From: pavane
Date: 14 Sep 03 - 06:18 AM

They did look puzzled when my Melodeon went through the Xray. I had to open the box to show them what it was. Luckily they didn't need a demo.


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Subject: RE: Document to carry instruments on Planes
From: GUEST
Date: 16 Sep 03 - 12:45 PM


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Subject: RE: Document to carry instruments on Planes
From: McGrath of Harlow
Date: 16 Sep 03 - 03:24 PM

"They did look puzzled when my Melodeon went through the Xray."

Stick that on a T-shirt!


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Subject: RE: Document to carry instruments on Planes
From: Naemanson
Date: 16 Sep 03 - 09:36 PM

I love the story of the pilot who had to surrender his pocket knife to security and then found a fire axe on the wall behind his seat.

Last June I flew from New Jersey to Guam carrying a small back pack and my guitar as carry on luggage. I didn't have any trouble except that there was no room in the overhead bin on the flight from Hawaii to Guam and the crew had to store it in the closet in first class. So, my guitar flew first class while I had to fly coach.


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Subject: RE: Document to carry instruments on Planes
From: Folkie
Date: 17 Sep 03 - 08:33 AM

I recently carried a fiddle as hand luggage from UK to Australia and no questions were asked.


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Subject: RE: Document to carry instruments on Planes
From: McGrath of Harlow
Date: 17 Sep 03 - 08:53 AM

You were lucky, Folkie. I've done the same on a flight from Ireland - the check-in man in Dublin asked for a tune. But if he'd been going strictly by the rules the fiddle in its case was a few inches over the permitted length for hand luggage, up on a notice behind his head.


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Subject: RE: Document to carry instruments on Planes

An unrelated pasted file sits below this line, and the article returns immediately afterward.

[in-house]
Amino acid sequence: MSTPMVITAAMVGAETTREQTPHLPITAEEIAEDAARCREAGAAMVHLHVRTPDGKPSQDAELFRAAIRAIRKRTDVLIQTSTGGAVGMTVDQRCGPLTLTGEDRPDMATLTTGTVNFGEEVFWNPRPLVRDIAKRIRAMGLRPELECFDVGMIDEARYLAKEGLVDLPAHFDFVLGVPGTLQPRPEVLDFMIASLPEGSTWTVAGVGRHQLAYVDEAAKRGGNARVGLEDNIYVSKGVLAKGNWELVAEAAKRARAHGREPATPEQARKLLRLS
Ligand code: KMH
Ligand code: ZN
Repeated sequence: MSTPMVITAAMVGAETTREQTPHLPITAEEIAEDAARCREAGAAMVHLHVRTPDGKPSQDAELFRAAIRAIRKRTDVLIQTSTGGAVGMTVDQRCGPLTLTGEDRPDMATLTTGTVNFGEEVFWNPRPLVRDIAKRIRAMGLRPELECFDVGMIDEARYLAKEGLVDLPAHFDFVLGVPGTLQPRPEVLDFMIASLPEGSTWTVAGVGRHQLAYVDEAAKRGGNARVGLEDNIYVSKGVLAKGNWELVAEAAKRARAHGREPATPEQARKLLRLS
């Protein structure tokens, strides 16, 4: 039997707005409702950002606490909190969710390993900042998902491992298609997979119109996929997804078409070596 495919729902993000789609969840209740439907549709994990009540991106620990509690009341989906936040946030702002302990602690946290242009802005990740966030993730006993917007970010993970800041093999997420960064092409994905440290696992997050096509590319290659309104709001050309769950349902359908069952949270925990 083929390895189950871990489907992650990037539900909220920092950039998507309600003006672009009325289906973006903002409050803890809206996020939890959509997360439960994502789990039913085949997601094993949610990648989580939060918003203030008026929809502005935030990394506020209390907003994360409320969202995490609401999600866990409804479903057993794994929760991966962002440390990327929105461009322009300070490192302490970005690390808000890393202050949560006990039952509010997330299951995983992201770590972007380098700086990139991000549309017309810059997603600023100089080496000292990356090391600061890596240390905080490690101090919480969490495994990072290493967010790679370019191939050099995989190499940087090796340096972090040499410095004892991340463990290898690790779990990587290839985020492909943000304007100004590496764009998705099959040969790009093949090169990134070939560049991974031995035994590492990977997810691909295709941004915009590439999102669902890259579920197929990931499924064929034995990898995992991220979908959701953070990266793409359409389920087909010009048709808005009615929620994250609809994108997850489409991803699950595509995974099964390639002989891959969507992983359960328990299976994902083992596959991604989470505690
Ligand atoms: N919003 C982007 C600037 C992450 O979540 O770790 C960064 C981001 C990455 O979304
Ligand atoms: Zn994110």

From: Big Mick
Date: 17 Sep 03 - 09:11 AM

The cost is dear, but the best solution (as stated by Alaska Mike) is a Calton case. I invested in one after losing a beloved guitar to the gorilla's at the airport.

I am an AFM member, but the size of a guitar makes that a moot point.

Mick


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Subject: RE: Document to carry instruments on Planes
From: Seamus Kennedy
Date: 17 Sep 03 - 08:14 PM

I've said this before and I'll say it again.Like Alaska Mike and Big Mick, invest in a Calton case, and check the instrument.
My guitar in its Calton case simply will not fit in the overhead.
They take it from me, and hand carry it to the cargo hold, which is the same as checking it anyway.
I don't mean fiddles, mandolins or banjos, by the way.
Generally, they'll all fit in the overhead
Not every TSA inspector is versed in the latest updates, and if you argue, or cause a scene (however much in the right you are) they'll bounce your ass off the flight, and there could be legal ramifications.
Alaska Mike, I'd recognize that yella Calton anywhere.

Seamus
.


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Subject: RE: Document to carry instruments on Planes
From: GUEST
Date: 18 Sep 03 - 01:49 PM

Story and advice and story.

Sheffield City Morris went to Barcelona for a huge festival at the same time as the Olympics. We had a corporate image of matching shirts with a logo and as we stepped off the plane we were met with an Olympic meeter and greeter who asked if we wanted to wait for our luggage or go straight to the Olympic Village where it would be transported to us. As a horse's head, trombone and sundry other bits and pieces came down the luggage chute he finally plucked up enough courage to ask what sort of competition we were in!!

Advice. The staff will take it on board as "hand luggage" for you - keep it with them and hand it back as you step off the plane. A good argument is value - they have no desire to allow a Martin guitar or similar to be broken. Believe you me, Yehudi Menuhin took his fiddle on as hand-luggage (or his minder did) and did not trust his Stradivarius to the vagaries of luggage handlers.

At Sidmouth this year Altan came from New York with luggage in Dublin. All of them carried their instruments - except the bozouki player who wished he had!!

Dave


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Subject: RE: Document to carry instruments on Planes
From: wysiwyg